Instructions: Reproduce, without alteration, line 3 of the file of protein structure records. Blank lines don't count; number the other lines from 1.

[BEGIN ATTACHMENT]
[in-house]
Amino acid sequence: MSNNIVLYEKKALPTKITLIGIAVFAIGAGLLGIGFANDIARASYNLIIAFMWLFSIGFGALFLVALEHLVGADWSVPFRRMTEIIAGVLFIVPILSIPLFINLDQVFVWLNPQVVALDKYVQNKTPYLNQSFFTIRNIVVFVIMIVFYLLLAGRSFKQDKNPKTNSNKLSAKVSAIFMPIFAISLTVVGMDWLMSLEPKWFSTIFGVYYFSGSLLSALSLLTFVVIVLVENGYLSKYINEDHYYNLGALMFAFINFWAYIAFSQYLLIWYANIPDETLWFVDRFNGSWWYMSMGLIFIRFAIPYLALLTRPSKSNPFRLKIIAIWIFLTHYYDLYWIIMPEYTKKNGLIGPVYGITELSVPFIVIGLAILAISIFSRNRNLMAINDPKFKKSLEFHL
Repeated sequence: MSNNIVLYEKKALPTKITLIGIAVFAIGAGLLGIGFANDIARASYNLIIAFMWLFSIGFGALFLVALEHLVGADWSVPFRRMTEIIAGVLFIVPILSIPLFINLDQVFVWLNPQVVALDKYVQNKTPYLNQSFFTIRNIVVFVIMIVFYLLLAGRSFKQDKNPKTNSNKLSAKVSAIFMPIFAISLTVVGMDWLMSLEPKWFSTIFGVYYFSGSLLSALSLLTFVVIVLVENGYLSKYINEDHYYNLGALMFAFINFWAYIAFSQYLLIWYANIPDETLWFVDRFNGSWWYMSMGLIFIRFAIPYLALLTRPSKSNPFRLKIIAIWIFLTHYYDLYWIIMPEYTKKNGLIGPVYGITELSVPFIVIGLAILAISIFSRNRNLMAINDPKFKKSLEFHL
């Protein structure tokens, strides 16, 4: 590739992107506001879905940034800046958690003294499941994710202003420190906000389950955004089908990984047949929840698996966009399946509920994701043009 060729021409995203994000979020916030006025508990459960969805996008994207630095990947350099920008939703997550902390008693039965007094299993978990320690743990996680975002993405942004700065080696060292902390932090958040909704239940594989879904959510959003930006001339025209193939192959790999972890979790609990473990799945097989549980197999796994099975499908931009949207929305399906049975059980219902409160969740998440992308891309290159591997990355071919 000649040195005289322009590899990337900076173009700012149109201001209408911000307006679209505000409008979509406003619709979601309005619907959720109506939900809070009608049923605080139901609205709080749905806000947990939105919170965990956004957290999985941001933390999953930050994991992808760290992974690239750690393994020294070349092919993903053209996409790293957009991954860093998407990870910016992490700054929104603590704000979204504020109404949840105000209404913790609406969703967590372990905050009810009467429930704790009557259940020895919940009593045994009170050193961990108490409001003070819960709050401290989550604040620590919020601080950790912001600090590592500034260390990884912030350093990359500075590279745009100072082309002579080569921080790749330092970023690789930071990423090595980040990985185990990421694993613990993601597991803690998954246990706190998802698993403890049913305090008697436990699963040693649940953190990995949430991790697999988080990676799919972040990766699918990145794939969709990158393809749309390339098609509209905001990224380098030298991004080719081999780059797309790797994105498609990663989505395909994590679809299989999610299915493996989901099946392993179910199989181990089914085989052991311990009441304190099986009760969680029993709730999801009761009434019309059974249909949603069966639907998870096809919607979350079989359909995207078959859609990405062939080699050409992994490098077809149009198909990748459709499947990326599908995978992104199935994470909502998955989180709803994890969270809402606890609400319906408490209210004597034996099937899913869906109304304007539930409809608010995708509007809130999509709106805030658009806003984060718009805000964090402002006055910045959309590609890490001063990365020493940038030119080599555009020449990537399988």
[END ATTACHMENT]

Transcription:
Repeated sequence: MSNNIVLYEKKALPTKITLIGIAVFAIGAGLLGIGFANDIARASYNLIIAFMWLFSIGFGALFLVALEHLVGADWSVPFRRMTEIIAGVLFIVPILSIPLFINLDQVFVWLNPQVVALDKYVQNKTPYLNQSFFTIRNIVVFVIMIVFYLLLAGRSFKQDKNPKTNSNKLSAKVSAIFMPIFAISLTVVGMDWLMSLEPKWFSTIFGVYYFSGSLLSALSLLTFVVIVLVENGYLSKYINEDHYYNLGALMFAFINFWAYIAFSQYLLIWYANIPDETLWFVDRFNGSWWYMSMGLIFIRFAIPYLALLTRPSKSNPFRLKIIAIWIFLTHYYDLYWIIMPEYTKKNGLIGPVYGITELSVPFIVIGLAILAISIFSRNRNLMAINDPKFKKSLEFHL